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Pawmetto Lifeline Celebrates National Feral Cat Day!

National Feral Cat Day 2012

Today is National Feral Cat Day! In honor of our outdoor feline friends, we wanted to share some information about feral cats and Pawmetto Lifeline’s TNR (Trap, Neuter, Release) policy.  Our policy is designed to manage the feral cat population in the Midlands through humane spay & neuter measures that have been proven to work, not “catch and kill” initiatives, which do not.

Picture of Feral CatMany feral cats live short, harsh lives since their existence is focused on survival and reproduction… unless they have been spayed or neutered.  In the Midlands, out of the 17,000 dogs and cats who are euthanized in local shelters each year, approximately 60% of those are cats.  Sadly, for feral cats, that percentage goes up to 100%. Because feral cats are not socialized to people and are not adoptable, the current municipal shelter policy is automatic euthanasia.  However, eradication efforts are just temporary fixes that do nothing to control or slow feral population growth.  Cats are prolific breeders (no infertility issues for them!) so for every cat that’s simply removed from an un-managed colony, there are always plenty more to take it’s place.  (Learn more about the “vacuum effect”and why catch & kill doesn’t work.)

But, when TNR practices are applied to a feral cat colony, the problem becomes manageable, benefiting both the feral cats and the community. In TNR, feral cats are trapped, spayed or neutered, vaccinated, eartipped (the universal symbol of an altered and vaccinated cat), and then returned to their colony.  Over time, the colony’s population will stabilize (no more kittens!) and their lives will improve.  Not only does the colony’s growth slow, the behaviors and stresses associated with mating and over-population stop.  In a healthy feral community, cats can live long, robust lives, content in their outdoor home. There’s also an added benefit to the domestic and stray (non-feral) cat population; rescue efforts for adoptable cats can increase when feral cats are no longer creating a drain on limited shelter resources! (Wondering what the difference is between feral and stray cats? Check out this great article from Alley Cat Allies, “Feral and Stray Cats—An Important Difference”.)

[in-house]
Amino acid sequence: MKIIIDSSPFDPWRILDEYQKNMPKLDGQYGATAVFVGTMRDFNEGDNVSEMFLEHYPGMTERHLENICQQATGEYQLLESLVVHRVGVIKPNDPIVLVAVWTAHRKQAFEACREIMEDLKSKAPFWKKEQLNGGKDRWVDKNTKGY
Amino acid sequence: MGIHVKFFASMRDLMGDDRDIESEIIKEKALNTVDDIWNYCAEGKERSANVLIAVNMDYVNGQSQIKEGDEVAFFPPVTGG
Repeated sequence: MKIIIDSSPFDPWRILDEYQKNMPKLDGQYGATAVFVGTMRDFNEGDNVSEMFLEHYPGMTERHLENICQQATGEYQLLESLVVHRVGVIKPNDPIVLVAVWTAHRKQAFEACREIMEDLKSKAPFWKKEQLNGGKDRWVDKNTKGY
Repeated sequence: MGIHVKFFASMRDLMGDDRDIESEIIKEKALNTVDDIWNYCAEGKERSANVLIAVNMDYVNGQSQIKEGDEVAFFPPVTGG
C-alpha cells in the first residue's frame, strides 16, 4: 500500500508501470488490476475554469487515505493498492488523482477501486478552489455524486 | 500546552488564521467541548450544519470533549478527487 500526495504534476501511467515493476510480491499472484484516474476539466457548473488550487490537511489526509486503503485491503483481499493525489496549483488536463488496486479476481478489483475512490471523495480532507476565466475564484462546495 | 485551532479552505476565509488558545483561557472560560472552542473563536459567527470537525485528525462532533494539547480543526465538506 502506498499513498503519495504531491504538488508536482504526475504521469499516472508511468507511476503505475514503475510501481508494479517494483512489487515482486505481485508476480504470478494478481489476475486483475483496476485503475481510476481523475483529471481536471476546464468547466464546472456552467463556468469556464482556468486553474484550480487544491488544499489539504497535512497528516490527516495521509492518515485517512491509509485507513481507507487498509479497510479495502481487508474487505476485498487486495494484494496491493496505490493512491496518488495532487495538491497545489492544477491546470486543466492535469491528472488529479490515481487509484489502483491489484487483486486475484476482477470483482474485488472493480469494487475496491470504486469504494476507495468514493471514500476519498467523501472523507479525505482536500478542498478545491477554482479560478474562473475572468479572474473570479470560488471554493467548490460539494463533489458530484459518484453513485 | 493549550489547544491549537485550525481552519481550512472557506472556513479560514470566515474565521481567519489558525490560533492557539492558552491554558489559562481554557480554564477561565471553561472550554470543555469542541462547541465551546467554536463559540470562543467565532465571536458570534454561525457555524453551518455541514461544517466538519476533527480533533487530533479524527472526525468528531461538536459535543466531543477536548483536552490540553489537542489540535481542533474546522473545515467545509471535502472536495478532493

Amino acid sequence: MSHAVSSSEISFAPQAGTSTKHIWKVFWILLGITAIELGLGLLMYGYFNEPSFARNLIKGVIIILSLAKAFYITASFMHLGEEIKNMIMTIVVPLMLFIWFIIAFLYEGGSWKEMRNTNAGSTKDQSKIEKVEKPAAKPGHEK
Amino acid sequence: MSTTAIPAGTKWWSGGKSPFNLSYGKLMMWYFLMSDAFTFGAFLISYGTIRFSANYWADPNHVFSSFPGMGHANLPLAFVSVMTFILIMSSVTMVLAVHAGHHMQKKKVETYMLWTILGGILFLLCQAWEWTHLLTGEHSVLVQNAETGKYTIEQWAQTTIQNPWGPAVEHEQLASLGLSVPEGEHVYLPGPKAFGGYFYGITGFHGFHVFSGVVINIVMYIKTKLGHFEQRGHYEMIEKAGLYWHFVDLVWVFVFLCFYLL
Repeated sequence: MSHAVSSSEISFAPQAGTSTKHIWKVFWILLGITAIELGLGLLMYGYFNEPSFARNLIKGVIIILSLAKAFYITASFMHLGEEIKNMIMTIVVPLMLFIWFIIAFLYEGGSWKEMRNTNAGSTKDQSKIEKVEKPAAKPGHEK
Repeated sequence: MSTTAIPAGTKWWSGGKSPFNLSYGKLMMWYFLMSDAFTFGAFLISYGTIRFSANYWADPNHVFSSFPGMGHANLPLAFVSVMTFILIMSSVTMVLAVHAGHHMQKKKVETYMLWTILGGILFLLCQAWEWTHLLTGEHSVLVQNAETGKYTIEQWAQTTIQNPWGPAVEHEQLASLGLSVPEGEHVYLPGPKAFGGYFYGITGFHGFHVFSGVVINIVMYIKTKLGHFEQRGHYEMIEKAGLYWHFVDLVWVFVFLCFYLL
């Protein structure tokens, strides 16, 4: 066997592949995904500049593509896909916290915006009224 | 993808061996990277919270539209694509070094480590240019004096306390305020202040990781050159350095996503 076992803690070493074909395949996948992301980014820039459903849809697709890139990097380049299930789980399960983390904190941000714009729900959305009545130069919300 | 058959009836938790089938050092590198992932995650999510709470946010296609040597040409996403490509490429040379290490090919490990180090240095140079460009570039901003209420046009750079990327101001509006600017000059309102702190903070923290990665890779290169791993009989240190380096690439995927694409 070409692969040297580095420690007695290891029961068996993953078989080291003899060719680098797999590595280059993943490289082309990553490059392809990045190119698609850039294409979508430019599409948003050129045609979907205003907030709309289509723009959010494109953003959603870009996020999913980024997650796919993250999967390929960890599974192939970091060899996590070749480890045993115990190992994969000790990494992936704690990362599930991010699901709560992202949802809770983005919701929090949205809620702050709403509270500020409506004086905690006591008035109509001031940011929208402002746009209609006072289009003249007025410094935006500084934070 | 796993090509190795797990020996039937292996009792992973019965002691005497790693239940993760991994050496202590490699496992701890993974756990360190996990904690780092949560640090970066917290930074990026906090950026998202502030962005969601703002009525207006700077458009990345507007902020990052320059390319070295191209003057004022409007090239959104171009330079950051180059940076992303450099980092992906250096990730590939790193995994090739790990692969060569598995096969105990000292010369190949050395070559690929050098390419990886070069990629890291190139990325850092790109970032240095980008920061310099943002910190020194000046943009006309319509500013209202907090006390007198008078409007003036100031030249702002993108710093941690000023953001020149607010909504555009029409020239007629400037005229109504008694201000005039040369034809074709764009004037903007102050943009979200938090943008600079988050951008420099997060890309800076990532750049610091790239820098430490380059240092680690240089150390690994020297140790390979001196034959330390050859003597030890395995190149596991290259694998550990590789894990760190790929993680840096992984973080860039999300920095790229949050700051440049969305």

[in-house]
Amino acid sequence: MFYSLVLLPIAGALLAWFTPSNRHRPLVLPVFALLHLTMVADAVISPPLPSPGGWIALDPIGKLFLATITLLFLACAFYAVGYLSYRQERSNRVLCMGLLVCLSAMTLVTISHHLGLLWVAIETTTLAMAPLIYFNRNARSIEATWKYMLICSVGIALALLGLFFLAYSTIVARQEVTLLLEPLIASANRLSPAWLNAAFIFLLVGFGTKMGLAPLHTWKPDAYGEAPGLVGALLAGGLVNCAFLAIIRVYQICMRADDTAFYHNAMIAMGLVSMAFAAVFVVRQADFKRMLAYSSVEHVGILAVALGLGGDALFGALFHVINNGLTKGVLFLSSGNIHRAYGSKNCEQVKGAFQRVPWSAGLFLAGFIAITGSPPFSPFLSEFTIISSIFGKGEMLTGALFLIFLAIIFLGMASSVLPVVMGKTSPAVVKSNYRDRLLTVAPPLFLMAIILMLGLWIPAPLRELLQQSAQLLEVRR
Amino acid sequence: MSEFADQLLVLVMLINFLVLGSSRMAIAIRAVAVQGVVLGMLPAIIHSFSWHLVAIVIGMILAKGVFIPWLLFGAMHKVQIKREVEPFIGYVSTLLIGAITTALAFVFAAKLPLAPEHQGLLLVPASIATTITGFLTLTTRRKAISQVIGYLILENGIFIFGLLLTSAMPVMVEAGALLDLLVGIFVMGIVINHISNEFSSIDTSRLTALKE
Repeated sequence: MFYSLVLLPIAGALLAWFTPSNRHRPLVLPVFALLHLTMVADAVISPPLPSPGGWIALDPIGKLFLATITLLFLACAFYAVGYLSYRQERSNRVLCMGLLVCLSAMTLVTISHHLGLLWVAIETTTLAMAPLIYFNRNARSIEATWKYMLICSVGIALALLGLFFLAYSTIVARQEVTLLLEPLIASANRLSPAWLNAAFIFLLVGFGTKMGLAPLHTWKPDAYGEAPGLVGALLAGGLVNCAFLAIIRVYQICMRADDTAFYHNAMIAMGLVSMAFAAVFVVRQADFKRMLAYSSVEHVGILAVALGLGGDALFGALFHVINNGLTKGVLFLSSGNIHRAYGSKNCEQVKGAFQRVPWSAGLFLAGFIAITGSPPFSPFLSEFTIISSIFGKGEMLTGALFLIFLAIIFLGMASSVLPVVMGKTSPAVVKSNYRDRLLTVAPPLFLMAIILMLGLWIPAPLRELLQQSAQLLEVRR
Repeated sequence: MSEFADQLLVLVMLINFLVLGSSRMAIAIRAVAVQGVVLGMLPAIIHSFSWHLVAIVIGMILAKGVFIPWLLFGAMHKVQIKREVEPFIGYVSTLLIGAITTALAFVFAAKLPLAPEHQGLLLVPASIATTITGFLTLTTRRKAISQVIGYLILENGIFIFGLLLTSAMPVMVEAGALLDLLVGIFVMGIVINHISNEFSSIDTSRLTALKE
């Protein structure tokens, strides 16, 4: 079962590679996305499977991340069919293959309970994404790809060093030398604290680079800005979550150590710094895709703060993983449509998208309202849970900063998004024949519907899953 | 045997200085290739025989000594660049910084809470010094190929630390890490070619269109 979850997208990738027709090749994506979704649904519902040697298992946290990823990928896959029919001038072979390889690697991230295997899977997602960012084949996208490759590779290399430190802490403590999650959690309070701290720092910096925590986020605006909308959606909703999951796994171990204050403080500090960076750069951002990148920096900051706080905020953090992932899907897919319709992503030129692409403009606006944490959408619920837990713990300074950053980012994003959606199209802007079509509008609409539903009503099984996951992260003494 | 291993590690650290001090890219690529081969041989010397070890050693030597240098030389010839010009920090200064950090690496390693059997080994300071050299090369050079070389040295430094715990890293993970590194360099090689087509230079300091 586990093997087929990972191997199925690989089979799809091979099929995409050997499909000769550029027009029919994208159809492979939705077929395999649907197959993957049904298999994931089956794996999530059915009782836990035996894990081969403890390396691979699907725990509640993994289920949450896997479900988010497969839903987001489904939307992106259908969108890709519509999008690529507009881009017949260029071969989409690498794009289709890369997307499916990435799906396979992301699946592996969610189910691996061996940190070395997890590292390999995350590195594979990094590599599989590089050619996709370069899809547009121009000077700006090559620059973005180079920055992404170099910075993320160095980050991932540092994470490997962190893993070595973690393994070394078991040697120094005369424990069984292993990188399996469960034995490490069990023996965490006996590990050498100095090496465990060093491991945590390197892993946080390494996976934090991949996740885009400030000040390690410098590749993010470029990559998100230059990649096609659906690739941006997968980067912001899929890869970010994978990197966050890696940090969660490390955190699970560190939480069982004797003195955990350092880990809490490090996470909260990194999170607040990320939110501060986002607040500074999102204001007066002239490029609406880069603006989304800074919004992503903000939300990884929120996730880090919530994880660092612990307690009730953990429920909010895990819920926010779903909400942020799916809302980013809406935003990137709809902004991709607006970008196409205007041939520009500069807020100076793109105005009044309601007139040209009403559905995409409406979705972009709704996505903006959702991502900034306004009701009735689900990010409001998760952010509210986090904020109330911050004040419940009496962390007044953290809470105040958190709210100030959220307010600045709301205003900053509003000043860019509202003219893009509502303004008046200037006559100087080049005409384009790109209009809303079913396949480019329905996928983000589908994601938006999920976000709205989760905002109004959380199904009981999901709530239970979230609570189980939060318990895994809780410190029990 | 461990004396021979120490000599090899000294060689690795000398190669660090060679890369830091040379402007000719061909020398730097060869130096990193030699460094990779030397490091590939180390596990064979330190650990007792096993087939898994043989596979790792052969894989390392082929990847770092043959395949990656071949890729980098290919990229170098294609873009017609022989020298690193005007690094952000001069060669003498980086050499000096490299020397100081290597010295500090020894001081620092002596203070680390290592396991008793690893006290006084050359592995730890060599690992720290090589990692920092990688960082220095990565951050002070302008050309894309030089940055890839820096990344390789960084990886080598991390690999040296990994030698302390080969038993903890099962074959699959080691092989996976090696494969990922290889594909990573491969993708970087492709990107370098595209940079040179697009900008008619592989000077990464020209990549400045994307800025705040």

Pawmetto Lifeline’s Feral Cat/TNR program has been designed to facilitate responsible management of the feral cat population in the Midlands.  For a low fee, members of the public can bring feral cats to our clinic Mondays-Thursdays. They will then be spay or neutered, vaccinated, and eartipped.  If you are interested in participating, please review our website for more information.  If you have noticed a colony near you and you have any questions about how to start the TNR process, please review the “Neighborhood Cats TNR Handbook; Alley Cat Allies, “Conduct TNR Guide“; or call our clinic at 803-465-9100.

To learn more about feral cats and trap/neuter/release programs please visit Alley Cat Allies, Neighborhood Cats, and the ASPCA Feral Cat FAQ and join us in our efforts to protect and nurture our feral feline friends!

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